Velleggia in Towson specializes in sophisticated dining

MATTERS OF TASTE

June 06, 1991|By Mary Maushard

It was prom night when we had dinner at Dici Naz Velleggia. The young diners, with their formal wear and varying states of nervousness, provided the entertainment and the atmosphere, which swung from bittersweet to relieved, depending on one's memories of prom nights past.

But even the brightly passing parade did not distract us from th food, which we found quite good and much better than that we had eaten at Velleggia's in Little Italy about a year ago.

Velleggia's in Towson is a rambling restaurant with a large ba and several dining rooms, some with windows on Joppa Road. The views give the rooms a nice feel, far different from the apartment building hallway by which I had entered.

My husband and I were a bit surprised at the formality o Velleggia's, even without the prom crowd. Most male diners were in suits; they obviously had heeded the sign on the front door that says "Jackets after 5:30 p.m.," even though the tuxedoed maitre d' told us that rule was no longer absolute.

We were a bit surprised, too, after being seated promptly, a having to wait nearly 10 minutes to order cocktails and to see menus. We did, in fact, ask a busboy to find our waitress. Once she appeared -- she had been enveloped by the large prom group at the next table -- she was attentive and knowledgeable. The rest of the evening's service was laudable.

And the folks in the kitchen know what they're doing, too.

The largely Italian menu does bow briefly to those whose taste runaway from this cuisine: crab cakes, steak, prime rib and fresh seafood that can be broiled, prepared Cajun style or francese, with a breading.

We left those offerings for another time and place, and put ou stock in the Italian fare. It paid off.

We each had a Dinner Salad ($2.75), which featured slices o cantaloupe amid lettuce, onions, radishes, olives and peppers. It was alovely combination, complemented by the Parmesan-rich house dressing.

My husband then had Clams Caracas ($6.25). The clams, bake on the half shell in garlic and herb butter, were among the finest he's eaten. And the prosciutto and mozzarella on top reminded him of a pizza -- a very good, very sophisticated pizza.

For entrees, we had Chicken Cacciatora in a white wine sauc ($13.50) and Piatti Romani with shrimp and veal ($19.95). We also shared a side order of fettucine with butter-cheese sauce ($5.75 on the menu; $6.95 on the bill) that was good, but in need of salt.

I was intrigued by the idea of cacciatora without tomatoes, i part because I love my family's hearty, tomato-y recipe. Velleggia's version was built around herbs and wine, a beautiful accompaniment to the tender chicken amid peppers, onions and mushrooms. The flavor, though peppery hot, was lovely; the portion large enough to provide for a later lunch.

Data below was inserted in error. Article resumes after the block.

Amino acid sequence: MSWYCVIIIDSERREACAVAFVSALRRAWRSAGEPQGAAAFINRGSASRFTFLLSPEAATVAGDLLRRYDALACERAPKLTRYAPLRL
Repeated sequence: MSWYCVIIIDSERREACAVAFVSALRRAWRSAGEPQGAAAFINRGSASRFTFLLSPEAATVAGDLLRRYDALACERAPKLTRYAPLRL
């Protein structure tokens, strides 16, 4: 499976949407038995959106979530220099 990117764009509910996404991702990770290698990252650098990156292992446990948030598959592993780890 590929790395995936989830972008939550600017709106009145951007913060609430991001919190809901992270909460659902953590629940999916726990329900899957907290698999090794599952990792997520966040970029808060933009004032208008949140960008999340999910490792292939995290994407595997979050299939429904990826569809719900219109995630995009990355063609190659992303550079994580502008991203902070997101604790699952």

The Romani was both different and delicious. Pieces of veal an several shrimp were, to quote the menu, ''simmered to $l perfection in a lively sauce of tomatoes, herbs, grated parmigiano cheese and served with pasta shells and spinach.''

If anything, that description didn't capture the subtl combination of flavors, especially in the superb sauce, which covered not only the veal and the shrimp but also the shells and the spinach.''

Marinara on spinach may seem an odd combination. It was wonderful combination, at least as Velleggia's does it. My husband's only complaint, and a very small one, is that the shrimp were not nearly as good as the veal.

Desserts were -- surprisingly after so much terrific food -- disappointing. The peach sauce with strawberries atop my cheesecake was too sweet, spoiling the overall flavor; my husband's chocolate and peanut butter cake was dry. Neither was made in-house; it showed. Each was $3.50. Our bill, with two cocktails, two glasses of wine and two coffees was $87.50

Despite the disappointment at the end, the meal had overall been excellent. As overall had been the service. We wondered how many of those prom-goers, with the night ahead dancing in their heads, had paid enough attention to the food to do it justice. We hope they'll return in calmer times-and bring their parents

. . . . Pizza John's Restaurant and Carry-out in Essex is celebrating its 25th birthday this month and, in an about-face for birthdays, is giving gifts instead of receiving them. On Tuesdays and Wednesdays throughout the month, the Coruzzi brothers will donate a percentage of the restaurant's sales to charity. There are eight charities designated to receive the donations. Among them are First Baptist Church of Essex, Middleborough Volunteer Fire Department and St. Clement MaryHofbauer School. Pizza John's is at 113 Back River Neck Road.

Dici Naz Velleggia

204 E. Joppa Road, Towson

821-8888

Hours: Lunch served Monday through Friday, 11:30 a.m. to 3 p.m.; Dinner served every day 5 to 11:15 p.m. (Kitchen closes slightly earlier on Sunday and Monday.)

Reservations: Recommended

Credit cards: Major credit cards accepted.

Handicapped access: Accessible.

Smoking: Separate areas designated

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